Identifying Altered Pathways Key to Targeting New Therapies for HER2 and Metastatic Breast Cancers

Research from The Cancer Institute of New Jersey Presented at 102nd Annual AACR Meeting
April 6, 2011

New Brunswick, N.J.– Research from The Cancer Institute of New Jersey (CINJ) on biological pathways that govern progression and treatment responsiveness of HER2 positive breast cancer is being presented at the 102nd Annual Meeting of the American Association for Cancer Research (AACR) being held in Orlando this week.  CINJ is a Center of Excellence of UMDNJ-Robert Wood Johnson Medical School.

The focus of this poster presentation is the protein known as Human Epidermal growth factor Receptor 2 (HER2/neu) and the role it plays in breast cancer aggressiveness, poor clinical outcome and chemotherapy resistance.  About thirty percent of breast cancers have high levels of the HER2 protein.

This current research by lead investigator Fred Lozy, a member of the Dr. Vassiliki Karantza laboratory at CINJ, finds that under stressful conditions, the presence of too much HER2 causes a decrease in autophagy. Autophagy is an energy recycling process that helps cells to survive, but under certain conditions can also go awry and result in tumor formation.   Normally, a decrease in this process would hinder a cell’s ability to survive; however, in this case, utilizing laboratory models and gene expression profiling, Lozy and colleagues found that these cells alter other cellular processes to compensate for the lack of autophagy.  Consequently, changes in these cellular processes may increase breast cancer growth, metastasis, and/or enable the disease to become resistant to chemotherapy.

“Identifying altered pathways is an important step that may help scientists discover how breast cancer progresses as well as find new targets for breast cancer therapies,” noted Lozy, who is also a PhD graduate student in the joint Graduate Program in Cell and Developmental Biology at the UMDNJ-Graduate School of Biomedical Sciences at Robert Wood Johnson Medical School and Rutgers, The State University of New Jersey.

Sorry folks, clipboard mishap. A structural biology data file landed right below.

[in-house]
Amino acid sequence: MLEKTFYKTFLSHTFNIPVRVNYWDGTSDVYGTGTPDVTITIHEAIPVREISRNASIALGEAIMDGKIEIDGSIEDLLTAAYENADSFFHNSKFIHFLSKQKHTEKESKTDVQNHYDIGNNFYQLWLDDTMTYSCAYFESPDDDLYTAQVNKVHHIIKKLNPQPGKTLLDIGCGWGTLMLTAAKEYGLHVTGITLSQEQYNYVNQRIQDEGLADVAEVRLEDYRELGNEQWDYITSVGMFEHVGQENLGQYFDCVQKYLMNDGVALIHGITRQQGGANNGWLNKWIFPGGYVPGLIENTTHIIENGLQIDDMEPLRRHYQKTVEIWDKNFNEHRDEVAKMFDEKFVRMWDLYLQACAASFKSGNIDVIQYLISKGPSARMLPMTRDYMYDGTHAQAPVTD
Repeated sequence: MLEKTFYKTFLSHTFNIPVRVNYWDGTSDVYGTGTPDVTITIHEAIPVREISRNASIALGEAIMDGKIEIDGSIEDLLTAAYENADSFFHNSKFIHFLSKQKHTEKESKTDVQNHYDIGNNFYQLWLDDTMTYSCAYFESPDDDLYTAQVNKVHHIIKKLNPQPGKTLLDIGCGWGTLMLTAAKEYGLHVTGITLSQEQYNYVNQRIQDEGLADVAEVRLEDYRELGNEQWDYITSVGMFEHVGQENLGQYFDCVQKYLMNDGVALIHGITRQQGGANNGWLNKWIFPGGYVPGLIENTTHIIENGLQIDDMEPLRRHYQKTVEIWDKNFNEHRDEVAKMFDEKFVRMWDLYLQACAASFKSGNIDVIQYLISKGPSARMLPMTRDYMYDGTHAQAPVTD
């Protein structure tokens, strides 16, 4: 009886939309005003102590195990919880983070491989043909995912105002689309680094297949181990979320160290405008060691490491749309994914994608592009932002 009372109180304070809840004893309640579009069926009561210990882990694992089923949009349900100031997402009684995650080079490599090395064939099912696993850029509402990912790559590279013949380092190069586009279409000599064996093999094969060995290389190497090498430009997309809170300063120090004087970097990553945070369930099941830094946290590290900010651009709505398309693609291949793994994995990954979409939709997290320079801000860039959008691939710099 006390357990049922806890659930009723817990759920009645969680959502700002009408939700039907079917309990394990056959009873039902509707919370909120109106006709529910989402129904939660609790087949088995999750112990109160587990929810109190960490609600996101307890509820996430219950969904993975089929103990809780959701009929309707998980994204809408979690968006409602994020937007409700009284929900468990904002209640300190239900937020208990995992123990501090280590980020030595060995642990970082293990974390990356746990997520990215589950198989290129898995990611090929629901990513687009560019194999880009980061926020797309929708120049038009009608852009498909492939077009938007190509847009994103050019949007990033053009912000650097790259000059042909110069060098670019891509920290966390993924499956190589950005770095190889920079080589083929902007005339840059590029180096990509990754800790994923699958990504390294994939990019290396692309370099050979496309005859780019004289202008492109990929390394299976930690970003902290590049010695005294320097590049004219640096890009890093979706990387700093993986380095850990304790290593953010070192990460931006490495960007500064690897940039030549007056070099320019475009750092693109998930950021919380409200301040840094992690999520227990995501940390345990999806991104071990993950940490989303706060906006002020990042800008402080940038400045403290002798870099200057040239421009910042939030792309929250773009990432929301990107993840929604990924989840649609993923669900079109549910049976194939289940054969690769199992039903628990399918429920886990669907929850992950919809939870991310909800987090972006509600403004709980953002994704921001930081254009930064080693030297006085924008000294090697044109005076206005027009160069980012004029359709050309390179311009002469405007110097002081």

Other investigators include Anupama Reddy, PhD, Rutgers University; Gregory Miles, MS, CINJ and UMDNJ-Robert Wood Johnson Medical School; Gyan Bhanot, PhD, CINJ and Rutgers University; Shridar Ganesan, MD, PhD, CINJ and UMDNJ-Robert Wood Johnson Medical School; and Vassiliki Karantza, MD, PhD, CINJ and UMDNJ-Robert Wood Johnson Medical School.

The work was supported by an award from the New Jersey Commission on Cancer Research.

The research represented by CINJ members is among the more than 6,000 abstracts being presented at the gathering, in which researchers, healthcare professionals, and patient advocates participate.  The event is open to registered participants.

About The Cancer Institute of New Jersey
The Cancer Institute of New Jersey ( is the state’s first and only National Cancer Institute-designated Comprehensive Cancer Center dedicated to improving the detection, treatment and care of patients with cancer, and serving as an education resource for cancer prevention. CINJ’s physician-scientists engage in translational research, transforming their laboratory discoveries into clinical practice, quite literally bringing research to life.  To make a tax-deductible gift to support CINJ, call 732-235-8614 or visit CINJ is a Center of Excellence of UMDNJ-Robert Wood Johnson Medical School.

The CINJ Network is comprised of hospitals throughout the state and provides the highest quality cancer care and rapid dissemination of important discoveries into the community. Flagship Hospital: Robert Wood Johnson University Hospital. System Partner: Meridian Health (Jersey Shore University Medical Center, Ocean Medical Center, Riverview Medical Center, Southern Ocean Medical Center, and Bayshore Community Hospital). Major Clinical Research Affiliate Hospitals: Carol G. Simon Cancer Center at Morristown Memorial Hospital, Carol G. Simon Cancer Center at Overlook Hospital, and Cooper University Hospital. Affiliate Hospitals: CentraState Healthcare System, JFK Medical Center, Mountainside Hospital, Raritan Bay Medical Center, Robert Wood Johnson University Hospital Hamilton (CINJ Hamilton), Somerset Medical Center, The University Hospital/UMDNJ-New Jersey Medical School*, and University Medical Center at Princeton. *Academic Affiliate

Michele Fisher


precision medicine at Rutgers Cancer Institute







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